Hillary Emails: Clinton Personally Oversaw Corrections to Already-Glowing Washington Post Profile

hillary clinton
AP Photo/Pat Sullivan

TEL AVIV – How times have changed.

During the current presidential campaign, Hillary Clinton has been making great efforts to distance herself from the disastrous consequences of the U.S.-NATO intervention in Libya in 2011. Her campaign website even provides a list of other politicians who supported the operation, though it fails to mention that none of those politicians played as critical a role as she did in securing support for the Libya war.

Rewind to late October 2011. Muammar Gaddafi had been killed and the Libya campaign seemed to have been successful. It would be months before reports emerged of al-Qaida and other terrorist groups setting up bases inside the country. It would be almost a year until the U.S. Special Mission in Benghazi was attacked and Ambassador Chris Stevens and three other Americans killed.

At the time, Clinton tried to own the war as her own initiative, a narrative highlighted by the latest batch of Clinton’s emails released by the State Department last Friday and reviewed in full by Breitbart Jerusalem.

Clinton was so involved in the public relations effort following the war that after providing an interview to a Washington Post reporter for an article highlighting her central role in the Libya intervention, she personally suggested small tweaks to the already published piece, the emails show.

The Washington Post article was first titled “Clinton’s Key Role in Libya Conflict,” but was then changed to “Hillary’s War: How conviction replaced skepticism in Libya intervention.”

Reporter Joby Warrick penned a glowing profile that hailed Clinton’s “political pragmatism and tenacity in leading the diplomacy campaign to secure domestic and international support for intervention in Libya.”

Clinton’s senior advisor, Philippe I. Reines, emailed her a copy of the online edition of the article, telling her that Warrick’s piece would be splashed on the “front page of tomorrow’s Washington Post.”

Clinton wrote back asking her staff to request corrections to “a few factual errors.”

Some of her requests were blocked out by the State Department. Those visible include a statement “that the 4-way call was w Juppe not Sarkozy. bid (sic) I talk for 90 minutes w HBJ? Can you review for other issues?”

Clinton was referring to a section of Warrick’s article that stated:

In a bid to woo the Arabs back into the alliance, Clinton spoke for 90 minutes by phone with Sheik Hamad bin Jassim Al-Thani, the Qatari foreign minister, while also making repeated calls to the UAE’s Sheikh Abdullah bin Zayed Al Nahyan and to Jordan’s King Abdullah II.

“I don’t know where he got the 90-minute call with HBJ from,” then-Deputy Chief of Staff Jake Sullivan wrote back. He currently serves as the top foreign policy adviser to Clinton’s 2016 presidential campaign.

Clinton replied, “I’m sure I spoke w HBJ just not for 90 minutes.”

“Both items now fixed,” Reines wrote back to reassure Clinton.

Warrick’s article framed the Libya war as a “success” for Clinton:

Seven months later, with longtime U.S. nemesis Moammar Gaddafi dead and Libya’s onetime rebels now in charge, the coalition air campaign has emerged as a foreign policy success for the Obama administration and its most famous cabinet member, Secretary of State Hillary Rodham Clinton.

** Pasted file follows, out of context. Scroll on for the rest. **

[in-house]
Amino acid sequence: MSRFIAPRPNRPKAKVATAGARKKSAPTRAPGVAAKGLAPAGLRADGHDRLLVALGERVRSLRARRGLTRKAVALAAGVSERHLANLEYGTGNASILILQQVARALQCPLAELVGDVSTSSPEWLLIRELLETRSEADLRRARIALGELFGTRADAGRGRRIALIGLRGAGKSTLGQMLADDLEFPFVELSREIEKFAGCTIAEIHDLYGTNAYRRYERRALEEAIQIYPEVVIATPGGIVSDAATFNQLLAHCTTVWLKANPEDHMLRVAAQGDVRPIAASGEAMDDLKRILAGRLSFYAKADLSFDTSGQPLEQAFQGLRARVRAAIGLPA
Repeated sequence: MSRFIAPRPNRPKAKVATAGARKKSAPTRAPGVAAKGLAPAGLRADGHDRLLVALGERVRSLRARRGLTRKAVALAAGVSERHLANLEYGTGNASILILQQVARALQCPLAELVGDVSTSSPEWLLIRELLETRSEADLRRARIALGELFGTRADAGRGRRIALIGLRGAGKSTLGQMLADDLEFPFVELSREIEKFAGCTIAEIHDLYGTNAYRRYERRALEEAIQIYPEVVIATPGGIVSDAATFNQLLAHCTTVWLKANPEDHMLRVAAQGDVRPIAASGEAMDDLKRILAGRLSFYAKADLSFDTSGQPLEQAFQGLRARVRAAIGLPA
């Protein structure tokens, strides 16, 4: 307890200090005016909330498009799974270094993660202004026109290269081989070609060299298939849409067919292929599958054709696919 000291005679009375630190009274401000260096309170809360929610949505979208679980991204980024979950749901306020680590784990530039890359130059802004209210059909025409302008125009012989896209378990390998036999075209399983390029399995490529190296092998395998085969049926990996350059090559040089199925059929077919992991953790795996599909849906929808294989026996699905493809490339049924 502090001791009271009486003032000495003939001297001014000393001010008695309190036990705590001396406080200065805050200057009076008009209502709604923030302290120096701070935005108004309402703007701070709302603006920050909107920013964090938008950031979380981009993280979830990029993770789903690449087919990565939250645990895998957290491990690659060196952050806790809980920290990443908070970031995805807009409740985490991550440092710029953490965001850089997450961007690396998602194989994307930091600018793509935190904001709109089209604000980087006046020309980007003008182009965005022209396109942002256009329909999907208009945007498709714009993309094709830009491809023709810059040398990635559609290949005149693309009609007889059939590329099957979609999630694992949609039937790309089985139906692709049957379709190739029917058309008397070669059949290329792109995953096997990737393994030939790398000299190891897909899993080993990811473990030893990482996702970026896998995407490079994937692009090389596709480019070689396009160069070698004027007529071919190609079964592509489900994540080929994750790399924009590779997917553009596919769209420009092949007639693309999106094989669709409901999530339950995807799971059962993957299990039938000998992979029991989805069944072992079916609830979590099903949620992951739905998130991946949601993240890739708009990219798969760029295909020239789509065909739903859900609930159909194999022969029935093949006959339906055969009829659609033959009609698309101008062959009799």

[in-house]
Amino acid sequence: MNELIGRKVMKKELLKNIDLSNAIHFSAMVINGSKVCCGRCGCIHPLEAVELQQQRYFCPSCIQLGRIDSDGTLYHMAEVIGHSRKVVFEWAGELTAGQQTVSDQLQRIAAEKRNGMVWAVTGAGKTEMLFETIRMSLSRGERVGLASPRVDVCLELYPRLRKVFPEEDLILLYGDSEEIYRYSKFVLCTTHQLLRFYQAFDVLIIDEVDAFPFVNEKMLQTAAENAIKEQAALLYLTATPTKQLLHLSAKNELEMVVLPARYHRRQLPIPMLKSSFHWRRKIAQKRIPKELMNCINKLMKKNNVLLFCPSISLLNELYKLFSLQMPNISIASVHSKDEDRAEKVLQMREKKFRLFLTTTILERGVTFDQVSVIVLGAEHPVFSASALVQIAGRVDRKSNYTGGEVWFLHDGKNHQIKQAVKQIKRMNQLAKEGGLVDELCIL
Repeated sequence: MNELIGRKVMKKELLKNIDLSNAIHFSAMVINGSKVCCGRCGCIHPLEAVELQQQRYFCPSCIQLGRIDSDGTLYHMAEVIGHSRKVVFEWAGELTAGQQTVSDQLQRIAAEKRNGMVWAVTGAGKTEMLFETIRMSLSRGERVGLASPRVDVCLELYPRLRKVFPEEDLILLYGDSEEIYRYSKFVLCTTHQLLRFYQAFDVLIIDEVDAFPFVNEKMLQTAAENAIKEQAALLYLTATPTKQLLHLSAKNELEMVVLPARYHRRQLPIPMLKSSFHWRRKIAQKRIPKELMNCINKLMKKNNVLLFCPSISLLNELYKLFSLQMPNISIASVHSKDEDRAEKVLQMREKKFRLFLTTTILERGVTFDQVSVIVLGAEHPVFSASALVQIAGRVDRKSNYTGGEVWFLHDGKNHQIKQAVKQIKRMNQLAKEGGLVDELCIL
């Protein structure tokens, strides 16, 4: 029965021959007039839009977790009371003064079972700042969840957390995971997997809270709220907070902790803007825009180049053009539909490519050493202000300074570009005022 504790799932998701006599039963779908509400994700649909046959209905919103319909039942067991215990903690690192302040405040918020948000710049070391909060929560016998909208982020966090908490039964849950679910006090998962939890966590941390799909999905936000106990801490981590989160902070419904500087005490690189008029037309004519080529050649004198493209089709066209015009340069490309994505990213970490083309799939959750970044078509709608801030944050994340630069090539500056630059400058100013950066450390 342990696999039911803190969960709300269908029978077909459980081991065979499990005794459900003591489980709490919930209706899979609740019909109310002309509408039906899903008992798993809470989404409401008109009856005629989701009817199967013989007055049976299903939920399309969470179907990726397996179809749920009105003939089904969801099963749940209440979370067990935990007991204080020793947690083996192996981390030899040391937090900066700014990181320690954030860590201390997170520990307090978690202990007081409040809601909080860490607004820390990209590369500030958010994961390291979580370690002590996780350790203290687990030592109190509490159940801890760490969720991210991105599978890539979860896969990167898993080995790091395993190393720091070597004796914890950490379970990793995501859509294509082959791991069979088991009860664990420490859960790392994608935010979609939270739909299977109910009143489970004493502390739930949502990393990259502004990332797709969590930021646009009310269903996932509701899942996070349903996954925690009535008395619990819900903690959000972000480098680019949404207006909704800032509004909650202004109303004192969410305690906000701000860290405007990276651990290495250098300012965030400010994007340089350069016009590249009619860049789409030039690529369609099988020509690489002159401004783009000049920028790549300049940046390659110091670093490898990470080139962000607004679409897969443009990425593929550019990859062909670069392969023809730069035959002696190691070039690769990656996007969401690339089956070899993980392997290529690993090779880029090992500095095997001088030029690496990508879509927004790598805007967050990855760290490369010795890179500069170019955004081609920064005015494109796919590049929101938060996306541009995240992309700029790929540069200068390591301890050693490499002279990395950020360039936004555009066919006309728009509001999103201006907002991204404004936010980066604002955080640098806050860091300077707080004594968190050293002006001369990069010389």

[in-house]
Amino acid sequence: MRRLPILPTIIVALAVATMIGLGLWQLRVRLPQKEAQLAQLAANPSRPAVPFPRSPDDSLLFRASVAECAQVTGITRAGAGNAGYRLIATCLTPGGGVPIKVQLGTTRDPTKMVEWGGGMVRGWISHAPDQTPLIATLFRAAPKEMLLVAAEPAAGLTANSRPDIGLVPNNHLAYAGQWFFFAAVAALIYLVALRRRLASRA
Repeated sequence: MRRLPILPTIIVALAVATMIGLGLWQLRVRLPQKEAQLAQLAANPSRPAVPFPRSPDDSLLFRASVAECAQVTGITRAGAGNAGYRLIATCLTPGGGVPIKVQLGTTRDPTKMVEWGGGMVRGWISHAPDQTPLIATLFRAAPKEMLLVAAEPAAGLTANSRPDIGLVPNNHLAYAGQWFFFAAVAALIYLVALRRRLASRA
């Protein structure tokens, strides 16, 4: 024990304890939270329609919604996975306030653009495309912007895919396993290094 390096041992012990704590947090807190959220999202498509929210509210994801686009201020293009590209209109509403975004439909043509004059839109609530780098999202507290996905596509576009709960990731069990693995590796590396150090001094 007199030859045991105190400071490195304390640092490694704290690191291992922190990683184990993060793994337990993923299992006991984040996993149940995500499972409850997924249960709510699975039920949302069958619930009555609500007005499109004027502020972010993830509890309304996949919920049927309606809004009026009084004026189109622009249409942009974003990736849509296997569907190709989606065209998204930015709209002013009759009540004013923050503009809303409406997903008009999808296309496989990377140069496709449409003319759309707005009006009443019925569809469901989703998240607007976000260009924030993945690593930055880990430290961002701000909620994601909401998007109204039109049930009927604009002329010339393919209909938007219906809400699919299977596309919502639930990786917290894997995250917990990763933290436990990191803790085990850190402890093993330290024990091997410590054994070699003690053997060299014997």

Warrick spoke to a number of Clinton aides and interviewed Clinton herself to put together the adoring profile.

He wrote:

Clinton, in an interview, acknowledged “periods of anguish and buyer’s remorse” during the seven months of the campaign. But, she said, “we set into motion a policy that was on the right side of history, on the right side of our values, on the right side of our strategic interests in the region.”

The email exchanges regarding Clinton’s role in shaping the Washington Post article are just a few examples of her direct involvement in an attempt to be publicly associated with the intervention in 2011, as demonstrated in the private emails.

In another exchange, Sullivan sent Clinton a draft State Department outline of Clinton’s role in the Libya war entitled, “Secretary Clinton’s leadership on Libya.”

Clinton wrote back complaining that the extensive outline missed “much” of what she did to ensure the Libya intervention. She wrote: “What bothers me is that S/P prepared the timeline but it doesn’t include much of what I did. So where did they get info? This is example of my continuing concern that we don’t have our records ready.”

In August 2011, after Tripoli was captured by rebels, Clinton confidante Sidney Blumenthal advised her to take credit for the purported victory.

“[Y]ou should of course make a public statement before the cameras wherever you are, even in the driveway of your vacation house,” Blumenthal wrote in an Aug. 22, 2011 dispatch.

“You must go on camera. You must establish yourself in the historical record at this moment. … The most important phrase is: ‘successful strategy.’ ”

“This is a very big moment historically and for you. History will tell your part in it. You are vindicated,” he wrote.

Aaron Klein is Breitbart’s Jerusalem bureau chief and senior investigative reporter. He is a New York Times bestselling author and hosts the popular weekend talk radio program, “Aaron Klein Investigative Radio.” Follow him on Twitter @AaronKleinShow. Follow him on Facebook.


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